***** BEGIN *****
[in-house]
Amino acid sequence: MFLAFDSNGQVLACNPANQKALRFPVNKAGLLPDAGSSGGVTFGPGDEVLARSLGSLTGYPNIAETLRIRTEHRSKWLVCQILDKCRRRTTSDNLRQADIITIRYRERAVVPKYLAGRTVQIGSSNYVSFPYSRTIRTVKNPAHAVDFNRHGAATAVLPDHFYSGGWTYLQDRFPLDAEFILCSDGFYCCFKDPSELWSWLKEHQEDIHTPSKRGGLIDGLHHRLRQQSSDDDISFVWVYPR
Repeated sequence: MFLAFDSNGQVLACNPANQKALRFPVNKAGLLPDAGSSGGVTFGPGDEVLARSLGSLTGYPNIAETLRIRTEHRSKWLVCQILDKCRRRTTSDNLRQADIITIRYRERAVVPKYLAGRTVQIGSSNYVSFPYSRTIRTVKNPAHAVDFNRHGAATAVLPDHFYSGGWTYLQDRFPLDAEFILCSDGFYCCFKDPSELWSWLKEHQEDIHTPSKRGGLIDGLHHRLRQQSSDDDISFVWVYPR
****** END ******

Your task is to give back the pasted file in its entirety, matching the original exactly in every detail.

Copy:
[in-house]
Amino acid sequence: MFLAFDSNGQVLACNPANQKALRFPVNKAGLLPDAGSSGGVTFGPGDEVLARSLGSLTGYPNIAETLRIRTEHRSKWLVCQILDKCRRRTTSDNLRQADIITIRYRERAVVPKYLAGRTVQIGSSNYVSFPYSRTIRTVKNPAHAVDFNRHGAATAVLPDHFYSGGWTYLQDRFPLDAEFILCSDGFYCCFKDPSELWSWLKEHQEDIHTPSKRGGLIDGLHHRLRQQSSDDDISFVWVYPR
Repeated sequence: MFLAFDSNGQVLACNPANQKALRFPVNKAGLLPDAGSSGGVTFGPGDEVLARSLGSLTGYPNIAETLRIRTEHRSKWLVCQILDKCRRRTTSDNLRQADIITIRYRERAVVPKYLAGRTVQIGSSNYVSFPYSRTIRTVKNPAHAVDFNRHGAATAVLPDHFYSGGWTYLQDRFPLDAEFILCSDGFYCCFKDPSELWSWLKEHQEDIHTPSKRGGLIDGLHHRLRQQSSDDDISFVWVYPR